How these Western Cape women used lockdown to turn bread bags into plastic shopping bags
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When President Cyril Ramaphosa introduced the first lockdown in March last year, many were frustrated. However, some used it as an opportunity to learn new skills.
Regine le Roux, of Hout Bay, Western Cape, started a community project called Re.Bag.Re.Use. To make use of plastic, she went bag to her old hobby of crotchet and started making shopping bags out of recycled plastic.
“During this time, I realised just how much plastic was being generated and thrown away every day, so I decided to find a way to re-purpose it. Crocheting with plastic worked,” she says.
As time went by, she invited other women to be part of the project, to curb unwanted plastic and create employment opportunities.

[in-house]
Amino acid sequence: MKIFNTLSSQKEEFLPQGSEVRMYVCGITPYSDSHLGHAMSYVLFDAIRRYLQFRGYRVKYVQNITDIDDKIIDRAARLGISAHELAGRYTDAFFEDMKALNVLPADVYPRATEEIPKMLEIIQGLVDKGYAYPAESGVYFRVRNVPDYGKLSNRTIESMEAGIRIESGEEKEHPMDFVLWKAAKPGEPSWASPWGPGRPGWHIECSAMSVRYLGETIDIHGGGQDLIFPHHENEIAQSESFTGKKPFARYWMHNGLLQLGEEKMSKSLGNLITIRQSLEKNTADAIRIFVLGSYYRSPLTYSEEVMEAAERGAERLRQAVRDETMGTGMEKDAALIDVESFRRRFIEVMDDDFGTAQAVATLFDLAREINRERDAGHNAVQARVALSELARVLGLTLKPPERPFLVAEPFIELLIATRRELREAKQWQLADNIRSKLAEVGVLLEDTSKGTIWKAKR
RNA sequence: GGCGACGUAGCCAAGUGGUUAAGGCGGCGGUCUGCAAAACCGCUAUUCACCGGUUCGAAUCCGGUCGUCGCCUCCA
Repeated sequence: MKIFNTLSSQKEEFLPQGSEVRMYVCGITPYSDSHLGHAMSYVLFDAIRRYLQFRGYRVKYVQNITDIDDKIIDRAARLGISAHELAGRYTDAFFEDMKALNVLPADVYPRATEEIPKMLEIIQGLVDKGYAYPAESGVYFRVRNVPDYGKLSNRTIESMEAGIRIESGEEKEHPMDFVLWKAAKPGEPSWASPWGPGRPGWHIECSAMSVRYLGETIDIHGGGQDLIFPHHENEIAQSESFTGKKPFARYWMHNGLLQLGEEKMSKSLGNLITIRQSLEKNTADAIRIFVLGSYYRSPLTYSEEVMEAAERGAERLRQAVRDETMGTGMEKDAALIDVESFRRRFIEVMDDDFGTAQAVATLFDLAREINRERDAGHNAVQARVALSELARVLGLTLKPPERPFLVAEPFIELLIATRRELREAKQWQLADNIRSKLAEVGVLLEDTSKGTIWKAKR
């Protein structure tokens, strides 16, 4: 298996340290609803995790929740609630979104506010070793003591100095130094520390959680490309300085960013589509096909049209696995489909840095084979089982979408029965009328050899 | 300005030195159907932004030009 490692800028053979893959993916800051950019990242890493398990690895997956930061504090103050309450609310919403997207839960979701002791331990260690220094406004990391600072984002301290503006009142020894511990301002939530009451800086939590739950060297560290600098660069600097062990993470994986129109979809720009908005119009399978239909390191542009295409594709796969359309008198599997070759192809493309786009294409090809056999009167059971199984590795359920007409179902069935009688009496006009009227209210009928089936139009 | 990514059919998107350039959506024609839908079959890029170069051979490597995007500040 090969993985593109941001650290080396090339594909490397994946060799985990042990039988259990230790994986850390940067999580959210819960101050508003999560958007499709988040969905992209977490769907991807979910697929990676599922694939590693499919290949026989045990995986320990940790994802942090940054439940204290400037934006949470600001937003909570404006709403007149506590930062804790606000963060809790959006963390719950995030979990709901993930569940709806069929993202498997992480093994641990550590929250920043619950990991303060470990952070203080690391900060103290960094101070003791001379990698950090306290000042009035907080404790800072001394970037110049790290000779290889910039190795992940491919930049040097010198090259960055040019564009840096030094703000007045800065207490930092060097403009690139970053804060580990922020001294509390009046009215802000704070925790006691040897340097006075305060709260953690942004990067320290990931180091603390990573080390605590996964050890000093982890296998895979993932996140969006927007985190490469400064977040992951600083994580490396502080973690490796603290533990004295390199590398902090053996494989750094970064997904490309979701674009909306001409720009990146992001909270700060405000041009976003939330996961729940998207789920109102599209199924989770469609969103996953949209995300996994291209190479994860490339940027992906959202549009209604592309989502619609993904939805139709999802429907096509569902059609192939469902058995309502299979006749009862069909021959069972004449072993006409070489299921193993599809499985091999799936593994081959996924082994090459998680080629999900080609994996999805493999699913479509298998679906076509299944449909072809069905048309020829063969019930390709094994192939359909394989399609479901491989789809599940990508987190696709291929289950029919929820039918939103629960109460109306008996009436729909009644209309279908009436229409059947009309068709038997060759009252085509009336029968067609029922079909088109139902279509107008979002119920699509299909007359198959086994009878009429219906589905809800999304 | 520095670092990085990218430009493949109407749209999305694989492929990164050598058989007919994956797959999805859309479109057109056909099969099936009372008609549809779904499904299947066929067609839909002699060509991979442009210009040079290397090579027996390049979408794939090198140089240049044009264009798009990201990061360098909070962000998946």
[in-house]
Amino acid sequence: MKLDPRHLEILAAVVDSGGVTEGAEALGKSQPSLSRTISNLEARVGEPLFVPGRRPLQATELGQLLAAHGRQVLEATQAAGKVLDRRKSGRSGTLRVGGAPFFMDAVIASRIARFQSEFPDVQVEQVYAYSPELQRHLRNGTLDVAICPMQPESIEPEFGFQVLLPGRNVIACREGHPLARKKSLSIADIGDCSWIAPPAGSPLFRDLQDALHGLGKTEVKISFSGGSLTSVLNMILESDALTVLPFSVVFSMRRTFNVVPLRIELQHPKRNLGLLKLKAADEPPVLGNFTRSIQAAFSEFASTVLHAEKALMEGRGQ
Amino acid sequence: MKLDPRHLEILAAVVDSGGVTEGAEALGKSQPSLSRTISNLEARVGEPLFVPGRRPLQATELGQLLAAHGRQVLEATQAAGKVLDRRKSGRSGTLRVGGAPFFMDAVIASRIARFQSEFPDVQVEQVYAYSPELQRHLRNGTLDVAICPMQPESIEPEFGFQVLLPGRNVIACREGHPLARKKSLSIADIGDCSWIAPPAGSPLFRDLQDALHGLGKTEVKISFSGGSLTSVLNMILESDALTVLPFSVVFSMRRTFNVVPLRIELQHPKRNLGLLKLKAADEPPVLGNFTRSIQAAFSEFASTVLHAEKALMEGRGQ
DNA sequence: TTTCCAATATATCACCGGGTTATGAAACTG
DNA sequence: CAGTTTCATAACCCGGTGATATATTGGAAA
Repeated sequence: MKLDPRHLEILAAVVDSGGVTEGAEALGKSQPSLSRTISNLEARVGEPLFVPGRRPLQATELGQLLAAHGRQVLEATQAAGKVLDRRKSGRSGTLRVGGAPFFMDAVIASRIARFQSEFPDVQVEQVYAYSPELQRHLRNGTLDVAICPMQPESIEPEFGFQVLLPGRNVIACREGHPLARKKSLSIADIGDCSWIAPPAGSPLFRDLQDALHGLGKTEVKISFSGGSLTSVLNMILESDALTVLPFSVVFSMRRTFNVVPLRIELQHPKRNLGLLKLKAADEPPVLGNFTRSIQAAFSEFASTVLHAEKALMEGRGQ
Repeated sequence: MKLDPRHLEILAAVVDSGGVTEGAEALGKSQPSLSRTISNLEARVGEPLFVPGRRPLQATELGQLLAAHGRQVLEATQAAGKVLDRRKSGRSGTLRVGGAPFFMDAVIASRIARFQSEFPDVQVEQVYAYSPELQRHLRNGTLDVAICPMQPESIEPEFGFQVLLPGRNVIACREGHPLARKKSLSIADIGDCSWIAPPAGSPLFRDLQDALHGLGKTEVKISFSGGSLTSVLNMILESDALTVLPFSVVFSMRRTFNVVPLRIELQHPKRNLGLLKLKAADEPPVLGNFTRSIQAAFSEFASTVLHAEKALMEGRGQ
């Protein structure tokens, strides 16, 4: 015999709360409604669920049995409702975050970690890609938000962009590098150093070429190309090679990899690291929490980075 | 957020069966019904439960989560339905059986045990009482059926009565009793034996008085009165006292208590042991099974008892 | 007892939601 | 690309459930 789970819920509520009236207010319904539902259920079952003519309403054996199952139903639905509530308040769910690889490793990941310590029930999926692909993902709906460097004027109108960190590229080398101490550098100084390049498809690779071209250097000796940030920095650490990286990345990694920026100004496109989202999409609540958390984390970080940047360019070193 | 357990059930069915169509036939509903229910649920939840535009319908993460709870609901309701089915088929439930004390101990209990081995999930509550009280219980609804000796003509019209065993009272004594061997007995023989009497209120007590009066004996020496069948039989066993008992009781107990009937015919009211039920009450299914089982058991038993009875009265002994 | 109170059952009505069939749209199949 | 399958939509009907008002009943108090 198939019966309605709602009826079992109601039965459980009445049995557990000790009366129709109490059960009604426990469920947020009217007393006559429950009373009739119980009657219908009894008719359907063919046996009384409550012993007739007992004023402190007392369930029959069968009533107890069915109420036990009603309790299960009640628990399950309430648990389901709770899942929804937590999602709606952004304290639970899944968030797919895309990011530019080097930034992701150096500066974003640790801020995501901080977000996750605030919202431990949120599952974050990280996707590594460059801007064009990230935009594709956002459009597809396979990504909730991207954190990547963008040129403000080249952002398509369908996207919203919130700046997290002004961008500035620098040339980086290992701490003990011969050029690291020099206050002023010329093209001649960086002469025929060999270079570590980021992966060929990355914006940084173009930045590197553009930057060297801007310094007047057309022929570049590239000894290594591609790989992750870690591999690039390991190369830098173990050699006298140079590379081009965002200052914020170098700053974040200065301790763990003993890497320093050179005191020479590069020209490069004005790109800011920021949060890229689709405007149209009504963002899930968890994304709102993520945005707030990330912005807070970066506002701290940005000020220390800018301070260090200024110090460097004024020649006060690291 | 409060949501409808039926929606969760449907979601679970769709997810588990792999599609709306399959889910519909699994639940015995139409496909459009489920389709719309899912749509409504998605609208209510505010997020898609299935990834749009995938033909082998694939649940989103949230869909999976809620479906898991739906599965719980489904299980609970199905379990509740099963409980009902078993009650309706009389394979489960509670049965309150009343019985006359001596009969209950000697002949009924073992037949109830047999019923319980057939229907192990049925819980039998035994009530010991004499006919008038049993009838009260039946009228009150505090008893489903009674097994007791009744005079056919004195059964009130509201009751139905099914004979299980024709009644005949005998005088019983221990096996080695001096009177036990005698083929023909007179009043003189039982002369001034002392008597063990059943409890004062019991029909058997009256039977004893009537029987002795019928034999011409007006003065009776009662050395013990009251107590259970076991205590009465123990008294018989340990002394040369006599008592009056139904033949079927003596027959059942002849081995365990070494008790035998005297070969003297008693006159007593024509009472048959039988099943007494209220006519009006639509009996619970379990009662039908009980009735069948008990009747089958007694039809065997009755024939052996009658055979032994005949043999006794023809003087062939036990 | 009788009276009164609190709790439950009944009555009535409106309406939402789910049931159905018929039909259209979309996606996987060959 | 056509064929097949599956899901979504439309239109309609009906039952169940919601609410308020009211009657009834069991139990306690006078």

There are now six ladies from the Harbour and Imizamo Yetho, in Hout Bay, who are transforming empty bread bags into magnificent shopping bags.
Le Roux says the bags have been well-received and are even purchased internationally.
“It takes about 30 empty bread bags and eight hours to complete one bag. Two ladies cut the plastic bags into strips for us to crochet with. When a Re.Bag.Re.Use bag is purchased, not only is it keeping plastic from going to the landfill, but it is also investing into the empowerment of the local community and charities.
“The sales from the bags are used to pay a stipend to the crocheters, the cutters, and a percentage also goes to a local charity. Recently, a lady bought nine bags that were taken to the United States as gifts! We’re absolutely thrilled that these bags are now ‘international,” explains le Roux.